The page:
Determining fair market value of a fort

October 21, 2004|by TARA REILLY

CASCADE - The PenMar Development Corp. was first advised by its lawyer to have the former Fort Ritchie U.S. Army base appraised before it agreed to sell it, but the lawyer later said the property could be sold without knowing how much it's worth.

The PenMar board decided in July to have a fairness opinion done on the sale rather than an appraisal. It agreed to sell the approximately 630-acre property to Corporate Office Properties Trust (COPT) of Columbia, Md., for $9 million.

That price will drop to $5 million if COPT creates 1,400 jobs over nine years. PenMar was created by the state in 1997 to redevelop the base, which the Army shut down in 1998. The Army must transfer the land to PenMar before the sale to COPT can go through.


Some PenMar board members and residents have questioned how the base could be sold without knowing how much it's worth.

PenMar Executive Director Rich Rook said Wednesday that PenMar's lawyer, Timothy Chriss, decided that a fairness opinion was the right way to go.

"The bottom line was that he was the one that recommended a fairness opinion," Rook said. "And that's our corporate council."

The fairness opinion will determine whether the sale price is a fair price for the property.

Chriss, however, first suggested that PenMar "promptly" hire an experienced appraiser before it agreed to sell the base.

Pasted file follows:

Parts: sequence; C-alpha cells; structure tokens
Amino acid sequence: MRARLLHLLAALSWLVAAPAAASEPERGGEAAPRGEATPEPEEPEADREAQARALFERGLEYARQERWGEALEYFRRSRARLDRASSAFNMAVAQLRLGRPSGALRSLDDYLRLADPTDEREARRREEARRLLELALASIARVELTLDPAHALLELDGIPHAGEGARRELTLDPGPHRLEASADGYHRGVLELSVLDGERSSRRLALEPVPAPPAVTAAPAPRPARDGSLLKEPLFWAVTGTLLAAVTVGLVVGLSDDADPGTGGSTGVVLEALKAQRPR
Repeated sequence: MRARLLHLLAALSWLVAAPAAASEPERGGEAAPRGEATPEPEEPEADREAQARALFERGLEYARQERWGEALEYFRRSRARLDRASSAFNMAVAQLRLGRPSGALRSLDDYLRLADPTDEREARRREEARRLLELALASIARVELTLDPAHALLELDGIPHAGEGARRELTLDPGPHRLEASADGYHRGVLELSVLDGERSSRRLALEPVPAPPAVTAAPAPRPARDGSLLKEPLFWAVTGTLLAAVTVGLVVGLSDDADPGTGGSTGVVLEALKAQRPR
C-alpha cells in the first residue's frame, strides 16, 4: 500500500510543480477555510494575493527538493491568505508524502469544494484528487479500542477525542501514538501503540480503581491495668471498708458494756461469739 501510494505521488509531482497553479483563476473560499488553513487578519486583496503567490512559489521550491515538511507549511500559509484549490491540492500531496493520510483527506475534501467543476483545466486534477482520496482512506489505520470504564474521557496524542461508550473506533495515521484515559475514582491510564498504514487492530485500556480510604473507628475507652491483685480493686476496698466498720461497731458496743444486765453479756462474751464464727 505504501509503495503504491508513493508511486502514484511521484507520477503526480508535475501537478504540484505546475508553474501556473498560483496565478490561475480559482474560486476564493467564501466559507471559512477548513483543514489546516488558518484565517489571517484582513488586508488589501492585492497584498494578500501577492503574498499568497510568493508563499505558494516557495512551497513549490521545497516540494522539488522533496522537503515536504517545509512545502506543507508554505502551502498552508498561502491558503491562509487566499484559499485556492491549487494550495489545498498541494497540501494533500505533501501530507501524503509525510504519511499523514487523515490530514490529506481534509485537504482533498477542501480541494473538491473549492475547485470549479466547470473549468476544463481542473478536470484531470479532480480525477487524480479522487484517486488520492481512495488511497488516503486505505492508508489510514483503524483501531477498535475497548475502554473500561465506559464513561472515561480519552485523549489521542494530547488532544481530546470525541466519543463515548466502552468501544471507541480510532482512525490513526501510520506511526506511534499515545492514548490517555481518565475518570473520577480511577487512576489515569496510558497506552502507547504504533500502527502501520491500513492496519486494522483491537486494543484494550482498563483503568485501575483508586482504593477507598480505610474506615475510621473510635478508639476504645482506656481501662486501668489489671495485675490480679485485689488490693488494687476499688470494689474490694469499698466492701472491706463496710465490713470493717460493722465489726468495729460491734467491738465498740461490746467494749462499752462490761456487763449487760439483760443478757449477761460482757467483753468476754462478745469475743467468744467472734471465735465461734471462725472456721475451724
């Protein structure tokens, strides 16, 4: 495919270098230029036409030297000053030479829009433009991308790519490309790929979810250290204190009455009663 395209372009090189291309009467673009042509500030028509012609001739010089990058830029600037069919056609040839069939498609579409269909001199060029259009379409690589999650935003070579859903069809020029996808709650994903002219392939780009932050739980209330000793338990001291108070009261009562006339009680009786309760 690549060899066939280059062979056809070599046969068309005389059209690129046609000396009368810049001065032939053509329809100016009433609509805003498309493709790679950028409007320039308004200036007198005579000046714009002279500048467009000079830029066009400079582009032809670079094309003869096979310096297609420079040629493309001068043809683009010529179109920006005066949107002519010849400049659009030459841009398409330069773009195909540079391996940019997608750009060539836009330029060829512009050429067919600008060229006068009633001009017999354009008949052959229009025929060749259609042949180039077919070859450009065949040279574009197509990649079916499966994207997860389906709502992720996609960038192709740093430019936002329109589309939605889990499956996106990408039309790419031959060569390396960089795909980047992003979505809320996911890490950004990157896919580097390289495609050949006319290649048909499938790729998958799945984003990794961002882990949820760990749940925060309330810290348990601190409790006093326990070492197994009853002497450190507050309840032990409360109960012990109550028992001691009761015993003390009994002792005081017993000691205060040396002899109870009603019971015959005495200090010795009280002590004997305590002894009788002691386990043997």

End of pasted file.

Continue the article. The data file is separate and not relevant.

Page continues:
Rook said he'd have to go back and check why Chriss changed his mind about the appraisal.

Chriss could not be reached for comment Wednesday. A woman who answered the phone in his office said he was at a meeting and would not be back until this morning.

"As you and I have discussed before, it appears to me mandatory that the PMDC board have an MAI appraisal of the fort prior to agreeing to any form of purchase," Chriss wrote in a June 2 e-mail to PenMar board member Ron Sulchek.

"It is important both as a negotiating tool and as part of the board's fiduciary duties in dealing with the disposition of PMDC's primary asset," he wrote. "How can the board credibly defend any sale transaction, with or without any development subsidy or 'equity kicker,' without some idea of the fair market value of the property?? I suggest that the board consider retaining promptly an experienced appraiser ..."

Rook said in an interview last week that PenMar chose the fairness opinion because it would be difficult to get an exact value of the base.

He predicated that on the property's remote location and other characteristics. He said it would be difficult to find a similar property for value comparison to do an appraisal.

Sulchek said Wednesday that the base should have been appraised, because it would determine its value and whether the sale price and discounted price represented reasonable amounts.

"You can't assess that without doing an appraisal of the property," Sulchek said.

The Herald-Mail Articles